Climate Change in Our Community

Climate change is the number one issue facing us today, yet we do not fully recognize the consequences of climate change and how to take it seriously. According to the National Aeronautics and Space Administration, a large majority of actively publishing climate scientists, around 97 percent, agree that individuals are creating global warming and climate change. The devastating aspect of all of this is the fact that greenhouse gas emission in cities is becoming larger than ever. This grievously shows that “A small number of large and or affluent cities drive a significant share of national total emissions.” The pollution will affect us significantly if we keep walking this destructive path, with zero regards to the planet.

Climate Change in the Cities

Although some readers may argue otherwise, the truth remains that cities account for 70 percent of all greenhouse gas emissions while consuming two-thirds of the world’s energy. Supporting my argument is United States News, which states that the United States has a large carbon footprint that emits above average CO2 into the atmosphere thanks to the utilization of fossil fuels. Further proving my point is the fact that Chicago, Los Angeles, and New York have some of the highest footprints in the world. If we keep going at this rate, we will not have a planet to call home. Considering a significant proportion of energy used by most people comes from the burning of fossil fuels, one may question, does urban form and spatial structure affect greenhouse gas (GHG) emission in the same way they affect mobility and residential energy consumption? An essay by Ivan Muniz and Carolina Alejandra Rojas indicates that population density does not apply a noteworthy effect on GHG emanations in portability and lodging.

Data Shows Us the Truth

Demonstrating my argument, I present you with factual evidence, not a shred of anecdotal evidence, that the 100 highest urban areas account for 18 percent of the global carbon footprint. In most countries, the rich and poor had the highest total emissions. The cities that had the highest emission tend to be the wealthiest nations. This leads to higher emissions in cities like New York or Chicago, which are overpopulated. Therefore, they require more resources like transportation, more consumption of goods, and due to the large scale of people, more development of resources. However, hope is not lost because urban density can, in a way, create the possibility for change. Hear me out, according to C40 Cities, urban cities can reduce their carbon footprint; for example, cities aligned with C40 are undertaking climate actions and even planning to expand on their current efforts.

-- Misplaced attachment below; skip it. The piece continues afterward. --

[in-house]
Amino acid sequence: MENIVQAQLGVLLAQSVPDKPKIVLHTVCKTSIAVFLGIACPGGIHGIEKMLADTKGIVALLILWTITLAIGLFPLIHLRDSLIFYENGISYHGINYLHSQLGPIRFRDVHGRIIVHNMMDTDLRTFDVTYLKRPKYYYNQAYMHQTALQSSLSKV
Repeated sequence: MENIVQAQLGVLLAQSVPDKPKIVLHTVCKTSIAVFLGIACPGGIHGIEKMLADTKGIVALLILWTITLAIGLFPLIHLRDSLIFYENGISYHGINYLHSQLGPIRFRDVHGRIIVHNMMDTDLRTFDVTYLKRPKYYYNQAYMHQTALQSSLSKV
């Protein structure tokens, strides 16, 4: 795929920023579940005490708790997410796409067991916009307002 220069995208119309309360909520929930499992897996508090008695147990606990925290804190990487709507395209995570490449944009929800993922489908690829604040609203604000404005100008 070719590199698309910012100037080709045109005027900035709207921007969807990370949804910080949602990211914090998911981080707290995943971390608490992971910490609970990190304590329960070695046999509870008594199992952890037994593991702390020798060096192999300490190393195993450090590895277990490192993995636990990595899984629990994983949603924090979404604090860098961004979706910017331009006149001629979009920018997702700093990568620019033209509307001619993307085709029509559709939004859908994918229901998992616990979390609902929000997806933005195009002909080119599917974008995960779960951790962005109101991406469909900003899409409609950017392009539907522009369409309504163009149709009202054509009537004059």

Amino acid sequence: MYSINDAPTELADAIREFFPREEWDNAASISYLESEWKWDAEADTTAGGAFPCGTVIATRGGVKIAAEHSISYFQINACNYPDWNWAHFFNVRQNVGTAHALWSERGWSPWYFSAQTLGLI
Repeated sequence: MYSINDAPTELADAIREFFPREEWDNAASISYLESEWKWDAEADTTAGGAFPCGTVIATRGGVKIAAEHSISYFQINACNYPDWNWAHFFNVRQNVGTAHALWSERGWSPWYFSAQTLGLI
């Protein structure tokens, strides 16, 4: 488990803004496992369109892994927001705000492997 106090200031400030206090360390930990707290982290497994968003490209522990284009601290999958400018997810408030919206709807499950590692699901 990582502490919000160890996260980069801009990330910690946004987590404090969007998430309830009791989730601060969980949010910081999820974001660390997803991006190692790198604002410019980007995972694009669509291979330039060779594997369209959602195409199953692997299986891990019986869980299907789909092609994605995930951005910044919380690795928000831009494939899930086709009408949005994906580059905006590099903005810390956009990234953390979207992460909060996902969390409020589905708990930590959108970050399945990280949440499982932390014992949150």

Ways We Can Help Reduce Climate Change

There are multiple ways we can help reduce climate change as a community. First, we would need to stand together to get climate change regulation that makes sense, such as The Clean Air Act, which calls for states and the EPA to “solve multiple air pollution problems through programs based on the latest science and technology information.” This regulation alone can help prevent hundreds of thousands of cases of serious health effects each year. Another way to reduce climate change could be electing governments that support stronger climate change regulations. One great legislation is the Green New Deal that can help tackle the serious effects of climate change. In addition to its positive effect on climate change, it is proposed to guarantee new jobs in the clean energy industry.

How Do We Solve Climate Change?

Solving climate change requires energy and work, meaning it requires attention and people willing to change for the better of the world. We will not be able to solve climate change without finding common ground with those who might not share the same perspective as we do. Since people, in most cases, trust peers and family, it is easier when loved ones tell the importance of how climate change affects our lives. People tend to trust people closer to them than environmental organizations and scientists.

Disclaimer: The views and opinions expressed in this article are those of the author and/or student and do not necessarily reflect the official policy or position of United 4 Social Change Inc., its board members, or officers.
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